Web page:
Not even if I should learn of my father's death." Book 19, lines 381-383

Quote 53: "Our team could race with the rush of the West Wind,
The strongest, swiftest blast on earth, men say -
Still you are doomed to die by force Achilles,
Cut down by a deathless god and mortal man!" Book 19, lines 491-494

Quote 54: "These mortals do concern me, dying as they are." Book 20, line 26

Quote 55: "What do we need with wrangling, hurling insults?
Cursing each other here like a pair of nagging women
Boiling over with petty, heartsick squabbles, blustering
Into the streets to pelt themselves with slander
Much of it true, much not. Anger stirs up lies." Book 20, lines 291-295

Quote 56: "Well I know you are brave, and I am far weaker.
True - but all lies in the lap of the great gods.
Weaker I am, but I still might take your life
With one hurl of a spear - my weapon can cut too,
Long before now its point has found its mark!" Book 20, lines 492 - 496

Quote 57: "Nothing can save you now -
Not even your silver whirling, mighty - tiding river -
Not for all the bulls you've slaughtered to it for years,
The rearing stallions drowned alive in its eddies...die! -
Even so - writhing in death till all you Trojans pay
For Patroclus' blood and the carnage of Achaeans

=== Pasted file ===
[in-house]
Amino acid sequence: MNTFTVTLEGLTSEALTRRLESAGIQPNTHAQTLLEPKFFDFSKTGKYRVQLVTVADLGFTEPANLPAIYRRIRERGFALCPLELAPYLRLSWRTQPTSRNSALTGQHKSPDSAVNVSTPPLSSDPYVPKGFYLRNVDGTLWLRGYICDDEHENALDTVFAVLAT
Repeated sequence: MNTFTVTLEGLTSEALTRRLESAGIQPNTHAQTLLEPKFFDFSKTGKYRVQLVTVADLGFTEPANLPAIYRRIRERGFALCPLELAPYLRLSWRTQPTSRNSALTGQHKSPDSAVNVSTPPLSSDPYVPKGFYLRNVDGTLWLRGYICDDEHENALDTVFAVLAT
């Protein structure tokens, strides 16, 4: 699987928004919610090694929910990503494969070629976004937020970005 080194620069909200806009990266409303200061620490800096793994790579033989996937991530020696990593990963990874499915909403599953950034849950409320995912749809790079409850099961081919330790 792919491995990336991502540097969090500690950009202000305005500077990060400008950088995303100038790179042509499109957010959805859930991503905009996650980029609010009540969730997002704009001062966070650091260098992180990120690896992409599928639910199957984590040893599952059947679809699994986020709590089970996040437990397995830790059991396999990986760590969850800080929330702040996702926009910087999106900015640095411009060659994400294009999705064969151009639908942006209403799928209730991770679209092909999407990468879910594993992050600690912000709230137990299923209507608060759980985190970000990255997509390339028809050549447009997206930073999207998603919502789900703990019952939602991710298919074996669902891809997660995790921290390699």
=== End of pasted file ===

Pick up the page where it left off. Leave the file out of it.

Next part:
Killed by the racing ships when I was out of action." Book 21, lines 149-155

Quote 58: "Father Zeus! To think in all my misery not one god
Can bring himself to rescue me from this river!
Then I'd face any fate. And no god on high,
Non is to blame so much as my dear mother -
How she lied, she beguiled me, she promised me
I'd lie beneath the walls of the armored Trojans
Cut down in blood by Apollo's whipping arrows!" Book 21, lines 307-314

Quote 59: "God forbid that Achilles sees me turning tail,
Heading from town and out to open country -
He'll come after me full tilt and run me down!
And then no way to escape my death, my certain doom -
Achilles is far too strong for any man on earth.
Wait... what if I face him out before the walls?
Surely his body can be pierced by bronze, even his -